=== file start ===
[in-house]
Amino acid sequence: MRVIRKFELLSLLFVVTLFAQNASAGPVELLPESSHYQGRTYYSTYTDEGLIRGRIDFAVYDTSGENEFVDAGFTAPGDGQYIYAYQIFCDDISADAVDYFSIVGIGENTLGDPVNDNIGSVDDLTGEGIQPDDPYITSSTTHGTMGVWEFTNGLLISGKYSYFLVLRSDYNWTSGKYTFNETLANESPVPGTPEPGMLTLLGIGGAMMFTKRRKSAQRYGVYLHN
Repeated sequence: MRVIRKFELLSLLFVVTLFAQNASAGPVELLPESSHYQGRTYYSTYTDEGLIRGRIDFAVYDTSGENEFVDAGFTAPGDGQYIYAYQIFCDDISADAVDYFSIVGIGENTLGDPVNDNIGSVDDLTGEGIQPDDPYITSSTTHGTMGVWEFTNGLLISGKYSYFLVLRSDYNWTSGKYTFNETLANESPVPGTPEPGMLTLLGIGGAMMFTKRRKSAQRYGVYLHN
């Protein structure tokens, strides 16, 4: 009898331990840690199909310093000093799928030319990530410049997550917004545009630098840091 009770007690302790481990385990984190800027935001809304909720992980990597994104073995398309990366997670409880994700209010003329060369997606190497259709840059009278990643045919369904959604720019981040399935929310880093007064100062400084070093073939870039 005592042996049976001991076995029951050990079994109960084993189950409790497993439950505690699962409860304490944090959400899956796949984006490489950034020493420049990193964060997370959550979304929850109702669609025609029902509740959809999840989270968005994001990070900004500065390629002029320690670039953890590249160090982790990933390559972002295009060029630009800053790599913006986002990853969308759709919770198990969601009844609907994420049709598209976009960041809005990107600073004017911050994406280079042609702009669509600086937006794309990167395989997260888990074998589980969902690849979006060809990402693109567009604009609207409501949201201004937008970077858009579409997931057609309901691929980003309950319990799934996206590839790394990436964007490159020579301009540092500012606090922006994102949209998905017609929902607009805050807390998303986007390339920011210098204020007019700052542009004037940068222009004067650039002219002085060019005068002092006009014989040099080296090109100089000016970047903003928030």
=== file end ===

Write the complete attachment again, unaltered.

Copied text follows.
[in-house]
Amino acid sequence: MRVIRKFELLSLLFVVTLFAQNASAGPVELLPESSHYQGRTYYSTYTDEGLIRGRIDFAVYDTSGENEFVDAGFTAPGDGQYIYAYQIFCDDISADAVDYFSIVGIGENTLGDPVNDNIGSVDDLTGEGIQPDDPYITSSTTHGTMGVWEFTNGLLISGKYSYFLVLRSDYNWTSGKYTFNETLANESPVPGTPEPGMLTLLGIGGAMMFTKRRKSAQRYGVYLHN
Repeated sequence: MRVIRKFELLSLLFVVTLFAQNASAGPVELLPESSHYQGRTYYSTYTDEGLIRGRIDFAVYDTSGENEFVDAGFTAPGDGQYIYAYQIFCDDISADAVDYFSIVGIGENTLGDPVNDNIGSVDDLTGEGIQPDDPYITSSTTHGTMGVWEFTNGLLISGKYSYFLVLRSDYNWTSGKYTFNETLANESPVPGTPEPGMLTLLGIGGAMMFTKRRKSAQRYGVYLHN
């Protein structure tokens, strides 16, 4: 009898331990840690199909310093000093799928030319990530410049997550917004545009630098840091 009770007690302790481990385990984190800027935001809304909720992980990597994104073995398309990366997670409880994700209010003329060369997606190497259709840059009278990643045919369904959604720019981040399935929310880093007064100062400084070093073939870039 005592042996049976001991076995029951050990079994109960084993189950409790497993439950505690699962409860304490944090959400899956796949984006490489950034020493420049990193964060997370959550979304929850109702669609025609029902509740959809999840989270968005994001990070900004500065390629002029320690670039953890590249160090982790990933390559972002295009060029630009800053790599913006986002990853969308759709919770198990969601009844609907994420049709598209976009960041809005990107600073004017911050994406280079042609702009669509600086937006794309990167395989997260888990074998589980969902690849979006060809990402693109567009604009609207409501949201201004937008970077858009579409997931057609309901691929980003309950319990799934996206590839790394990436964007490159020579301009540092500012606090922006994102949209998905017609929902607009805050807390998303986007390339920011210098204020007019700052542009004037940068222009004067650039002219002085060019005068002092006009014989040099080296090109100089000016970047903003928030």